For the Voice of Industry
Ah! leave my harp and me alone
My grief thou may'st not share,
Responsive to its plaintive tone
Will flow refreshing tears.
Far from the factory's deaf’ning sound,
From all its noise and strife,
Would that my years might run their rounds
In sweep retired life.
But, if I still must wend my way,
Uncheered by hope's sweet song,
God grant, that in the mills, a day
May be blest, "Ten Hours" long.
Laborers, to the GREAT CAUSE plighted!
Firm of limb and high of soul!
Shall it e'er be said, united
We were forced to brook control?
What though broad petitions moulder,
In yonder Legislative Hall?
Let not hearts, or hopes grow colder—
Perseverance conquers all.
Sisters, haste, the bell is tolling,
Soon will close the dreadful gate;
Then, alas! We must go strolling,
Through the counting room, too late.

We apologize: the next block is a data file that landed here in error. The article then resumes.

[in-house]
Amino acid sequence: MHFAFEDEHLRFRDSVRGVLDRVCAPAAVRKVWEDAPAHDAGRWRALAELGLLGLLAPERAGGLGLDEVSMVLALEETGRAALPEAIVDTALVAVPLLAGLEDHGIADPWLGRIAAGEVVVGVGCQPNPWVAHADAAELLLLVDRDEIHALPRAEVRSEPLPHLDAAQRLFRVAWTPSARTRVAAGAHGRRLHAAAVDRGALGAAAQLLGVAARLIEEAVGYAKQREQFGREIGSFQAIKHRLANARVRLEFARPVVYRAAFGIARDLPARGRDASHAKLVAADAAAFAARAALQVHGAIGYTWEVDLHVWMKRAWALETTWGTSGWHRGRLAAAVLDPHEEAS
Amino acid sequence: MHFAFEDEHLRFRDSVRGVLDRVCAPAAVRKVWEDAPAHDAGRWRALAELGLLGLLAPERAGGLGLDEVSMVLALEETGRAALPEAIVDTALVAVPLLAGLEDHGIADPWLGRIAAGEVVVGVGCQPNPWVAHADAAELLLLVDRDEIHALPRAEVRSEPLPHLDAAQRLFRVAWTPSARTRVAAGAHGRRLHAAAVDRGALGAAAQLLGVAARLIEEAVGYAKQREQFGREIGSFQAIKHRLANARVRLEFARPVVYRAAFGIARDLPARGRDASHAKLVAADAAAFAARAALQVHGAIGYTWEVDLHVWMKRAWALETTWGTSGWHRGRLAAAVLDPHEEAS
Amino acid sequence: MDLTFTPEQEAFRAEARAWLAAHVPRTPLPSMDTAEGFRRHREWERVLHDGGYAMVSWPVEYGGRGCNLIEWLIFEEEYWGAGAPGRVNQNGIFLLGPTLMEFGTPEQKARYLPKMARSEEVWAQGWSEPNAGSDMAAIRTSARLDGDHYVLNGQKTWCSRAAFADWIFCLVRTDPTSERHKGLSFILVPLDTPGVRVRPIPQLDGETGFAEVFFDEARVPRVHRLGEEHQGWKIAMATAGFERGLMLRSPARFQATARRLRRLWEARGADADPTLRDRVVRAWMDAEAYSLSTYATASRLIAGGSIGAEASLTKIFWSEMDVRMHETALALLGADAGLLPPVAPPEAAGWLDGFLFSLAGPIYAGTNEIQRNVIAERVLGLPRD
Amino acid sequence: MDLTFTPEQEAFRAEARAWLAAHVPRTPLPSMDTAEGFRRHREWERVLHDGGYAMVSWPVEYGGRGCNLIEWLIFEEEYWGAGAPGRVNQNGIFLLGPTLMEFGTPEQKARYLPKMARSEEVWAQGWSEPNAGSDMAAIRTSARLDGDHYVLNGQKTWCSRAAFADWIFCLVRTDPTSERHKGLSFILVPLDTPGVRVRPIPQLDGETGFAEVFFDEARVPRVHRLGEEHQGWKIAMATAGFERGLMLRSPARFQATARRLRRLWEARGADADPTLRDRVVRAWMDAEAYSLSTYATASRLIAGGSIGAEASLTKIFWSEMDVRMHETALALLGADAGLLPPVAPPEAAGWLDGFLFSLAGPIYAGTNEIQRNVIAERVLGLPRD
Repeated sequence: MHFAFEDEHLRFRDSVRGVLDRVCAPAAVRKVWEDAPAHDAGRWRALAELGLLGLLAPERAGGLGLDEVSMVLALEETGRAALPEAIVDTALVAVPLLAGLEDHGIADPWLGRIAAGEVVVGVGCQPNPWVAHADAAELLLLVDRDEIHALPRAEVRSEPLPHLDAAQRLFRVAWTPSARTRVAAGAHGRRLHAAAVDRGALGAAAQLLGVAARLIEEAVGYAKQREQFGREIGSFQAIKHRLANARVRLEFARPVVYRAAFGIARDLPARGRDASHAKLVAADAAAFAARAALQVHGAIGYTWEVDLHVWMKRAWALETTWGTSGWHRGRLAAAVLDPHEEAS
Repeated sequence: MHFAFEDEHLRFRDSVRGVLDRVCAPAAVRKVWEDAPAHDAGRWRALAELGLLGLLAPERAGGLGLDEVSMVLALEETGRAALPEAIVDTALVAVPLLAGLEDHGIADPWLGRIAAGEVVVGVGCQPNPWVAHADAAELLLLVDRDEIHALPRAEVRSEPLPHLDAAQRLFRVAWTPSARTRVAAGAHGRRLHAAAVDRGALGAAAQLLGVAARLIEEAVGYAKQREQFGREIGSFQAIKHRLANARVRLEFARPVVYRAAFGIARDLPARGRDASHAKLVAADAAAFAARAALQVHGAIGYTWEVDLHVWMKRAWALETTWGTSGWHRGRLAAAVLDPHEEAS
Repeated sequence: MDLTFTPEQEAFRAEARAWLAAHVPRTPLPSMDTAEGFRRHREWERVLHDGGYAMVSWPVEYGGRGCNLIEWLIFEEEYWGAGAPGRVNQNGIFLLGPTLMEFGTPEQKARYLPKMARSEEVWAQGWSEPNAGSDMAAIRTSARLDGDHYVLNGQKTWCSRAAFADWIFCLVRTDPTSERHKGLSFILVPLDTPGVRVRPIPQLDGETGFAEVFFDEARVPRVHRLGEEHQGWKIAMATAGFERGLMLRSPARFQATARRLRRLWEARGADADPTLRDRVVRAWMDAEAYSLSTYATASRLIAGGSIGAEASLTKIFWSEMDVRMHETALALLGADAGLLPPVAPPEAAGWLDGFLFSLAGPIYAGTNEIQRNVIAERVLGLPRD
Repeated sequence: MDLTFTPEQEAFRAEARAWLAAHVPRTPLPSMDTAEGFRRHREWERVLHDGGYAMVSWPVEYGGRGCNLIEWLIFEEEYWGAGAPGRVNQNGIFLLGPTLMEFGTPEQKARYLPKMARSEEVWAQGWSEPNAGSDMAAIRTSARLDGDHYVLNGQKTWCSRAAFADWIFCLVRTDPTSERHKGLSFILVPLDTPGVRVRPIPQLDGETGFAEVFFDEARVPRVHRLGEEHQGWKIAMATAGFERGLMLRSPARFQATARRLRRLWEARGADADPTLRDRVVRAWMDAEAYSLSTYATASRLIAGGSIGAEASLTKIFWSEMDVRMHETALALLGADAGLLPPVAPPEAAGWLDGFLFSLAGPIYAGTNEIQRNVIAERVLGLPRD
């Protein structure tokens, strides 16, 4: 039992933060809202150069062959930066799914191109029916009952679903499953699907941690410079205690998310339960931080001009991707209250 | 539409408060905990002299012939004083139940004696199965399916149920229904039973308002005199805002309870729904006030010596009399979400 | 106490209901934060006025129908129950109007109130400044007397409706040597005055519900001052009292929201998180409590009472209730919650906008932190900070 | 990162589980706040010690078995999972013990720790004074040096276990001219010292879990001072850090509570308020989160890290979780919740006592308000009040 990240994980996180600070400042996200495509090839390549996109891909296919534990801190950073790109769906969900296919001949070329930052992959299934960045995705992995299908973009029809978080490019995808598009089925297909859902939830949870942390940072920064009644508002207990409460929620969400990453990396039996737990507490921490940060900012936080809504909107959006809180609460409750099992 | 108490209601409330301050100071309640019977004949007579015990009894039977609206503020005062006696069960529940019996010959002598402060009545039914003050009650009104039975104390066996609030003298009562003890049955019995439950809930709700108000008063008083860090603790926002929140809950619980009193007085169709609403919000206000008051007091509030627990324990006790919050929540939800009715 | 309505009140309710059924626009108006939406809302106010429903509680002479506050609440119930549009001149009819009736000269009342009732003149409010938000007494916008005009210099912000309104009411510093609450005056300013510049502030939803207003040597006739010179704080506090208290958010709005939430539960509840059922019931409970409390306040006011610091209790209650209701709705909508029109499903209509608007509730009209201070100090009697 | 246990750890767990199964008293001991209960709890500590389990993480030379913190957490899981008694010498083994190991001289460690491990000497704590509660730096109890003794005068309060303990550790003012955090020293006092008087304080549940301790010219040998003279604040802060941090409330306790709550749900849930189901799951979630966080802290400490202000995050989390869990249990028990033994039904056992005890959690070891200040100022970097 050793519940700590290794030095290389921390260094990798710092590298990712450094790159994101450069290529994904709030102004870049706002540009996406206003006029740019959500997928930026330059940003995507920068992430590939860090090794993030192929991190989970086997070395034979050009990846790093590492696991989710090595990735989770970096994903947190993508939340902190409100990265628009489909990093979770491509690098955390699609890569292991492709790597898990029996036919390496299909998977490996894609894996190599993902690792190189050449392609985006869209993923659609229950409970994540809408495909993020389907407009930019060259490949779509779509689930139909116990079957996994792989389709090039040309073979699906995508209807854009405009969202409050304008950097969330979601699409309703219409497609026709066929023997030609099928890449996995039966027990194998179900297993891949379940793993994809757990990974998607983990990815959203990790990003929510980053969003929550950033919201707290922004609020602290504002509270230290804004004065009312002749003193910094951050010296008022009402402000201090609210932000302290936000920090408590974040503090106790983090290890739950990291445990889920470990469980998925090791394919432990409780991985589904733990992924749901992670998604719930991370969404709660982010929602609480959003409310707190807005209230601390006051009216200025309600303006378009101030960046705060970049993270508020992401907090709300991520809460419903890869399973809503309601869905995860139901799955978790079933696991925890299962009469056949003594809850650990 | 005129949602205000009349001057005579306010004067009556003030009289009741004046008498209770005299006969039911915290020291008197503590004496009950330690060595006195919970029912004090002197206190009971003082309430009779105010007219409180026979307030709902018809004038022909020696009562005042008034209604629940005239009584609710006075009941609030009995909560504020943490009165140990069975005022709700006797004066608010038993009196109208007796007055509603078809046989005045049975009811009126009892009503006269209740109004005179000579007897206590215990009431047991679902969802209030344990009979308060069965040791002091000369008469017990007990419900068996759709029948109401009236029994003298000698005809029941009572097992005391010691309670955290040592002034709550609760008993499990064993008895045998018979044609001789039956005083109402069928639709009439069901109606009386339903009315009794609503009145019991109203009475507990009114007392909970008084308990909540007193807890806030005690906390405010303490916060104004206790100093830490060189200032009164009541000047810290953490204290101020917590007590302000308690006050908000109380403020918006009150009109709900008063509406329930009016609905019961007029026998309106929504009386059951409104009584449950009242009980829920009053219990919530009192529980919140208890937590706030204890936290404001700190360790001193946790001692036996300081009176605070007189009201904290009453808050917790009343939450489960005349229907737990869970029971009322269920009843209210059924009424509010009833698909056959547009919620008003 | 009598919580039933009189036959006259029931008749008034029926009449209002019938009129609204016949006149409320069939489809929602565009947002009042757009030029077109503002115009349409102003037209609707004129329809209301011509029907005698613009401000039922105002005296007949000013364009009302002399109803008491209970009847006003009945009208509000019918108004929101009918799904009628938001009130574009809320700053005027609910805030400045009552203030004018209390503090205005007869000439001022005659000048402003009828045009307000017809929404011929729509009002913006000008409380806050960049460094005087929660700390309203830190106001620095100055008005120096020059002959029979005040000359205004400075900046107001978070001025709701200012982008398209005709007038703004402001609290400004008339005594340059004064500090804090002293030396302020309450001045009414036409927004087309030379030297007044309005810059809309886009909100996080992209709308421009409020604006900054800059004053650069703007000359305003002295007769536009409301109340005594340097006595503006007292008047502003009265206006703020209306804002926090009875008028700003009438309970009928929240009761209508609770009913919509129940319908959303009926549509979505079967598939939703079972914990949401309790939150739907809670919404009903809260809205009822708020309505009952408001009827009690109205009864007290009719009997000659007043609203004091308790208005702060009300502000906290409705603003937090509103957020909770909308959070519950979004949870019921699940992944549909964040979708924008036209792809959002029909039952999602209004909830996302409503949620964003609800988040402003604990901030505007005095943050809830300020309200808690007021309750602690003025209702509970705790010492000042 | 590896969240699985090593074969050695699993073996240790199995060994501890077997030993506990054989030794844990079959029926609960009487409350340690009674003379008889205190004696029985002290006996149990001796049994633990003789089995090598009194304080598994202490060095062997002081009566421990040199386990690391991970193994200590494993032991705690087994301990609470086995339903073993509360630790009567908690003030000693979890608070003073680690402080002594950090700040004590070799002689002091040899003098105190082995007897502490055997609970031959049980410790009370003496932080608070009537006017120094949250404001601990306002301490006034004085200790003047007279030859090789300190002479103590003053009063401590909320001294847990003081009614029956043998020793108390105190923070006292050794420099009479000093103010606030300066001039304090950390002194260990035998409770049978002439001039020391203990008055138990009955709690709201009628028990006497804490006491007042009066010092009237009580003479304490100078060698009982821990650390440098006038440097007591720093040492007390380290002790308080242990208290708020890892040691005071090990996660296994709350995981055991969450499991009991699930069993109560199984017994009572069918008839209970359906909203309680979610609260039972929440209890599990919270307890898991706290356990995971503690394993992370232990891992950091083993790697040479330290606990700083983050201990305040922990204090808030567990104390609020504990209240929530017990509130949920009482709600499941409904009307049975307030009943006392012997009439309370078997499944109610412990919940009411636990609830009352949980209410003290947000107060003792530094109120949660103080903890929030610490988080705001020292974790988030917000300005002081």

Now the sun is upward climbing,
And the breakfast hour has come;
Ding, dong, ding, the bell is chiming,
Hasten, sisters, hasten home.
Quickly now we take our ration,
For the bell will babble soon;
Each must hurry to her station,
There to toil till weary noon.
Mid-day sun is heaven is shining,
Merrily now the clear bell rings,
And the grateful hour of dining
To us weary sisters brings.
Now we give a welcome greeting
To these viands cooked so well;
Horror! Oh! Not half done eating -
Rattle, rattle goes the bell.
Sol behind the hills descend,
Upwards throws his ruby light;
Ding dong ding, - our toil is ended,
Joyous bell, good night, good night.
May 25, 1844
(note: This poem did not appear in the Voice of Industry; it was published in The Factory Girl’s Garland, a newspaper created for the women operatives in Exeter, New Hampshire.)